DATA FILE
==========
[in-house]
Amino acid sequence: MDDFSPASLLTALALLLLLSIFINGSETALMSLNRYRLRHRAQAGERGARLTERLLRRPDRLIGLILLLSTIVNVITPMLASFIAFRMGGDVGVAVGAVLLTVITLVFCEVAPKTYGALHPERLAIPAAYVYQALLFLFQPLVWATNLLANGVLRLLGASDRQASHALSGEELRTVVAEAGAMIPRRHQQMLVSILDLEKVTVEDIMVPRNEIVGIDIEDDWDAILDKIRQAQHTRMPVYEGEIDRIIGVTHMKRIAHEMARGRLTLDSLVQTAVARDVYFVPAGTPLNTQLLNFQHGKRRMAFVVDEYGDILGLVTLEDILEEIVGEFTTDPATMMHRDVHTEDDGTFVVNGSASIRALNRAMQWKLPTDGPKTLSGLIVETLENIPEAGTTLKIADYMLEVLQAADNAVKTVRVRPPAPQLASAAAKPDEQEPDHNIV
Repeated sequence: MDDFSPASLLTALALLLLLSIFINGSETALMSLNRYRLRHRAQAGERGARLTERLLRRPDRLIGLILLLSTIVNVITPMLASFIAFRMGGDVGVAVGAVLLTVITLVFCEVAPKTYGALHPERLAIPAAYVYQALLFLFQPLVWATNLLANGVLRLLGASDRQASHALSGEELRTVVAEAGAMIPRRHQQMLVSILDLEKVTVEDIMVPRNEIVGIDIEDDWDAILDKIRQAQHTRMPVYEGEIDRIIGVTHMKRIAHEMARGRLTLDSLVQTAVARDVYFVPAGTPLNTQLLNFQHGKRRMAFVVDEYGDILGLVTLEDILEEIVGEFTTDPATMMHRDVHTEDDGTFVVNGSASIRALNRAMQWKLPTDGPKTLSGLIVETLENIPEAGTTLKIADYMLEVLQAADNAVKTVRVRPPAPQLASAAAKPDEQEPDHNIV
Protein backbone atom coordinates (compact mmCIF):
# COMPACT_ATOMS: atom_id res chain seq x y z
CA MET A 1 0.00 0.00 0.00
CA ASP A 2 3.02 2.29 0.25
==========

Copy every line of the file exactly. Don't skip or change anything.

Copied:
[in-house]
Amino acid sequence: MDDFSPASLLTALALLLLLSIFINGSETALMSLNRYRLRHRAQAGERGARLTERLLRRPDRLIGLILLLSTIVNVITPMLASFIAFRMGGDVGVAVGAVLLTVITLVFCEVAPKTYGALHPERLAIPAAYVYQALLFLFQPLVWATNLLANGVLRLLGASDRQASHALSGEELRTVVAEAGAMIPRRHQQMLVSILDLEKVTVEDIMVPRNEIVGIDIEDDWDAILDKIRQAQHTRMPVYEGEIDRIIGVTHMKRIAHEMARGRLTLDSLVQTAVARDVYFVPAGTPLNTQLLNFQHGKRRMAFVVDEYGDILGLVTLEDILEEIVGEFTTDPATMMHRDVHTEDDGTFVVNGSASIRALNRAMQWKLPTDGPKTLSGLIVETLENIPEAGTTLKIADYMLEVLQAADNAVKTVRVRPPAPQLASAAAKPDEQEPDHNIV
Repeated sequence: MDDFSPASLLTALALLLLLSIFINGSETALMSLNRYRLRHRAQAGERGARLTERLLRRPDRLIGLILLLSTIVNVITPMLASFIAFRMGGDVGVAVGAVLLTVITLVFCEVAPKTYGALHPERLAIPAAYVYQALLFLFQPLVWATNLLANGVLRLLGASDRQASHALSGEELRTVVAEAGAMIPRRHQQMLVSILDLEKVTVEDIMVPRNEIVGIDIEDDWDAILDKIRQAQHTRMPVYEGEIDRIIGVTHMKRIAHEMARGRLTLDSLVQTAVARDVYFVPAGTPLNTQLLNFQHGKRRMAFVVDEYGDILGLVTLEDILEEIVGEFTTDPATMMHRDVHTEDDGTFVVNGSASIRALNRAMQWKLPTDGPKTLSGLIVETLENIPEAGTTLKIADYMLEVLQAADNAVKTVRVRPPAPQLASAAAKPDEQEPDHNIV
Protein backbone atom coordinates (compact mmCIF):
# COMPACT_ATOMS: atom_id res chain seq x y z
CA MET A 1 0.00 0.00 0.00
CA ASP A 2 3.02 2.29 0.25